Lily Lyu: “Obituary of a Fig Wasp”

2019 Jack Grapes Poetry Prize Winner selected by judge Tanya Ko Hong

It was truly a pleasure and privilege to read this poem! I read it again and again, and it’s still surprising me with layers of new depth and emotion with each reading. That’s the beauty of this poem: it’s like a peeling an onion, but with joyful tears. This poem is a great example of “show, don’t tell.” It uses perfectly placed juxtapositions and poetic language(s) to describe complex emotions, while never telling readers how to feel. The poet’s use of space on the page gives readers pause to experience each image and syllable. There’s both breath and deep breathing, which usher in multiple surprises w/o a hint. The writer creates a brilliant setting at the beginning of the poem, as well as at the end. 

”            …the fig digest
the dead wasps        as it ripens
                         ashes to ashes, dusts to dust, fig to fig

I will never taste figs without thinking about this poem.

— Tanya Ko Hong


Obituary of a Fig Wasp

—“A fig wasp’s life begins and ends in a fig; each fig ripens only after a wasp dies inside. The tree’s fruit ripen only after its flowers are pollinated by wasps, while the wasps tear their wings and antennae squeezing into the fig to lay their eggs.”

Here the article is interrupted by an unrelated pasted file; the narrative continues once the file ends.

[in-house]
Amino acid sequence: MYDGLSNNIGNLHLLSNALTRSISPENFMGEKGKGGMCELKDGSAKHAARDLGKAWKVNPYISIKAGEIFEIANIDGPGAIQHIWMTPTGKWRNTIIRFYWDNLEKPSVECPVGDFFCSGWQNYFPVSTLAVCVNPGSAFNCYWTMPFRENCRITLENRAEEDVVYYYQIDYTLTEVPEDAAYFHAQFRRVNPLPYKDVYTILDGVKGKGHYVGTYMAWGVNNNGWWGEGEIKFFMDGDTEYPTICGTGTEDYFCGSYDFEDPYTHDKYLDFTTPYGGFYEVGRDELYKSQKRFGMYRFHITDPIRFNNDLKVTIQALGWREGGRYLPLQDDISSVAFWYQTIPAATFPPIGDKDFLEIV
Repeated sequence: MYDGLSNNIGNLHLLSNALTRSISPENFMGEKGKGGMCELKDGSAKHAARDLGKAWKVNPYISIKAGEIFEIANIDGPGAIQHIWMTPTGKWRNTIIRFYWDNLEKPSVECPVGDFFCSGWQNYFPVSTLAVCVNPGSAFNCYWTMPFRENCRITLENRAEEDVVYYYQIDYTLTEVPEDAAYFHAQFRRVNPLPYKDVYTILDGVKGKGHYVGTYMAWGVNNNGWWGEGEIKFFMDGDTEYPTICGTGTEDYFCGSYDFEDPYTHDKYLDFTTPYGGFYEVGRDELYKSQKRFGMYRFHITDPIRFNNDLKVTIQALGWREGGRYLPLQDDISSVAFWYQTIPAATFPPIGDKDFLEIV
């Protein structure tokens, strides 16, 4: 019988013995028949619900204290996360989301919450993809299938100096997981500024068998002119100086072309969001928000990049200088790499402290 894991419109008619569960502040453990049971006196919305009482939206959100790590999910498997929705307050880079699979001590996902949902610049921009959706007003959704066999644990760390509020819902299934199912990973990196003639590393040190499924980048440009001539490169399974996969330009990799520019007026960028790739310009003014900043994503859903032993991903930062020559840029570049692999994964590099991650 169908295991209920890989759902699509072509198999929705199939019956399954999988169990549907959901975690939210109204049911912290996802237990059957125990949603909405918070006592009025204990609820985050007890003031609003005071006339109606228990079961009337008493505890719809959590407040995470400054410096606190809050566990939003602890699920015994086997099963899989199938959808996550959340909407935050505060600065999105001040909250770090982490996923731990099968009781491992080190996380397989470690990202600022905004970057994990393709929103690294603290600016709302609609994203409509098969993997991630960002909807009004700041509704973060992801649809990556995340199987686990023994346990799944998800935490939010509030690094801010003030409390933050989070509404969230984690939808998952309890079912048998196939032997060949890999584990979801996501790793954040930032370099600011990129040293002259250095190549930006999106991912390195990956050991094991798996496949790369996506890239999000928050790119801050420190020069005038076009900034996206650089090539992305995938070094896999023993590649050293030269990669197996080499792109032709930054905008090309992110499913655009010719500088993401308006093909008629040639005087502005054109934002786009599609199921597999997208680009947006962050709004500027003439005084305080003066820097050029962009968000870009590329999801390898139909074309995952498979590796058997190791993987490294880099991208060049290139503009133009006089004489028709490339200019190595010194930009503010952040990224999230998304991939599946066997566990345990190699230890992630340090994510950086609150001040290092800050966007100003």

I digest you,
You     complete me
            Without a fig wasp,
I could never ripen
into juicy         soulfulness

Mother, you were born
            Inside me,       female wasp hatching
                         Crawling out to lay eggs in the figs.
Pollinating      deep within     my purple flesh

I am a fig with no flowers.
You bought me           a one-way ticket to     heaven
To        the life you once described
                         but one that     you’d never arrive in

Your nutrients intoxicate
            Deep                Inside me,
The one time you told me to
                         Lay down my guard
                         Surrender,       relinquish
cuz you knew what was best for me
            and that’s the only thing         you’d ever want

Mother,           I miss my friends
            I yearn for a lost life   and the pollens scattered
In six different cities   where I was lost,         never found
                         Shipped off,    labelled with a flimsy barcode

Pieces of you scatter in my soul
            Locked            in my windpipe
                         Choking nonchalantly
            But      the fig digests
the dead wasps            as it ripens
                         ashes to ashes, dust to dust, fig to fig.

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